by Eric Ginsburg
If you’re drinking liquor in the Gate City — at home, in a bar or out to dinner — it almost certainly passed through at least two of the Greensboro ABC’s facilities. Unless, I guess, you’re drinking real moonshine, or you brought a bottle home from elsewhere.
Unless you own a distillery, stock a bar or work behind one, you have no reason to understand how the organization works. And those folks probably don’t have the chance to ask Vickee´Armstrong, the CEO of the Greensboro ABC board, every question imaginable about how it all works. But I do, and here are the most interesting things I learned:
1. The three boards
Considering that ABC boards semi-autonomous government entities, I figured there’d be one per county, or maybe one for each city. But as the Triad shows, the state isn’t carved up in a uniform way. There’s a Greensboro ABC board and one in High Point too, but Winston-Salem falls under the Triad ABC, which includes Clemmons, Yadkinville, Kernersville, Advance and Lewisville.
2. The biggest events
The Greensboro ABC sells more booze for the Fourth of July than St. Patrick’s Day, but guess what’s more popular than both? Homecoming. Yep, North Carolina A&T University’s annual throw-down is deserving of its name as the Greatest Homecoming On Earth. It sits at the top with New Year’s Eve.
3. The top sellers
Vodka is the Greensboro ABC board’s biggest seller —no shocker there— but you might be surprised to hear that cognac is next up. Bourbon is on the rise, which matches with a national trend. In my mind, tequila is most frequently consumed in margaritas at Mexican restaurants and when “that one friend” buys everyone a shot, but the agave-based liquor is actually more popular with individual consumers than restaurants.
4. Special order
If a customer calls and asks the Greensboro ABC to carry something specific, chances are they will. But if something isn’t on the list of approved vendors with the state, you can still special order it by the case.
5. The shipping
The Greensboro ABC board receives about four or five tractor-trailers full of booze to its distribution hub every week. That’s 4,500 cases on average, and up to 6,500 on a busy week. The team of six to eight people who handle the intake have to account for every bottle, and at times have up to 20,000 cases in stock already. Twenty thousand.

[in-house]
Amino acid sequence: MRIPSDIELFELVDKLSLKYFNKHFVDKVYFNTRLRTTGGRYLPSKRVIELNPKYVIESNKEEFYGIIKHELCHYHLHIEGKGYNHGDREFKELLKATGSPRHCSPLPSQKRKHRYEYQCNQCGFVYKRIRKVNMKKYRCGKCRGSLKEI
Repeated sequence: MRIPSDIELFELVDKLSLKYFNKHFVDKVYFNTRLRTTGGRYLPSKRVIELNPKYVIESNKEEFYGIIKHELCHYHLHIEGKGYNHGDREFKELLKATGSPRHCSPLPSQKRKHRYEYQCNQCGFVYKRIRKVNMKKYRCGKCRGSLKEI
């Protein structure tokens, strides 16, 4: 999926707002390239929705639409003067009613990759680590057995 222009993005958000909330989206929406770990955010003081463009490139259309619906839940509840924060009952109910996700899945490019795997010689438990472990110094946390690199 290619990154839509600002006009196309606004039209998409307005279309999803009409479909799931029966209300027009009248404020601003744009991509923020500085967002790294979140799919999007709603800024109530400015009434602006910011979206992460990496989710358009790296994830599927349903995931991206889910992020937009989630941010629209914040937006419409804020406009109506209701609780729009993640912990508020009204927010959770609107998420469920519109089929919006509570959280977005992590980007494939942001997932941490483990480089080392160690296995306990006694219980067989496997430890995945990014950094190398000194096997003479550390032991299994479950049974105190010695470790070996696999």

6. The sales
Before we go any further, take a guess at how many bottles of liquor the Greensboro ABC board sells in a year. That includes venues and individuals, and does incorporate a couple small outlying towns around the city’s edge. Have you made your guess yet, before we move on? What if I told you it came out to more than 500,000 gallons last fiscal year? Here goes: the final tally came out to more than 3.12 million.
7. The revenue
The Greensboro, High Point, Triad and other ABC boards around North Carolina funnel about $329 million a year back into the state and municipal governments. Locally, the Greensboro ABC puts nearly $4 million annually into the city and area municipalities’ operating budgets, which doesn’t include about $500,000 that goes to alcohol education and law enforcement efforts.
8. The biggest store
The Greensboro ABC board oversees 16 stores, and seven of them are also mixed-beverage outlets to service businesses such as bars, restaurants and hotels. The biggest mixed beverage outlet is on Cedar Street near downtown (and it used to be the only one), where the ABC office is located. But the biggest retail store in the city? It hasn’t been built yet. The Greensboro ABC plans to open a new, 6,000-square foot store at 4633 W. Market St. in the fall. It will be the flagship location.
Join the First Amendment Society, a membership that goes directly to funding TCB‘s newsroom.
We believe that reporting can save the world.
The TCB First Amendment Society recognizes the vital role of a free, unfettered press with a bundling of local experiences designed to build community, and unique engagements with our newsroom that will help you understand, and shape, local journalism’s critical role in uplifting the people in our cities.
All revenue goes directly into the newsroom as reporters’ salaries and freelance commissions.